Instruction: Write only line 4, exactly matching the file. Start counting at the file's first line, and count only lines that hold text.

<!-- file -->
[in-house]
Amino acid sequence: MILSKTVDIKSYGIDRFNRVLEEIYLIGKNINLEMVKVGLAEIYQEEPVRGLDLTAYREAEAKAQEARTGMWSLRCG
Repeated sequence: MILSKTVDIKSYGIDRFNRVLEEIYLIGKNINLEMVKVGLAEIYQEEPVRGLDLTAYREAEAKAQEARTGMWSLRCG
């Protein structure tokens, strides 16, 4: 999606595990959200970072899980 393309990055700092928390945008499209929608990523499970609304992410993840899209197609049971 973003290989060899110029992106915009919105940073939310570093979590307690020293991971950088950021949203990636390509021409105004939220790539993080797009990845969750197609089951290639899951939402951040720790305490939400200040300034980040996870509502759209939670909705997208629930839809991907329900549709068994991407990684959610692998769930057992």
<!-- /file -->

């Protein structure tokens, strides 16, 4: 999606595990959200970072899980 393309990055700092928390945008499209929608990523499970609304992410993840899209197609049971 973003290989060899110029992106915009919105940073939310570093979590307690020293991971950088950021949203990636390509021409105004939220790539993080797009990845969750197609089951290639899951939402951040720790305490939400200040300034980040996870509502759209939670909705997208629930839809991907329900549709068994991407990684959610692998769930057992």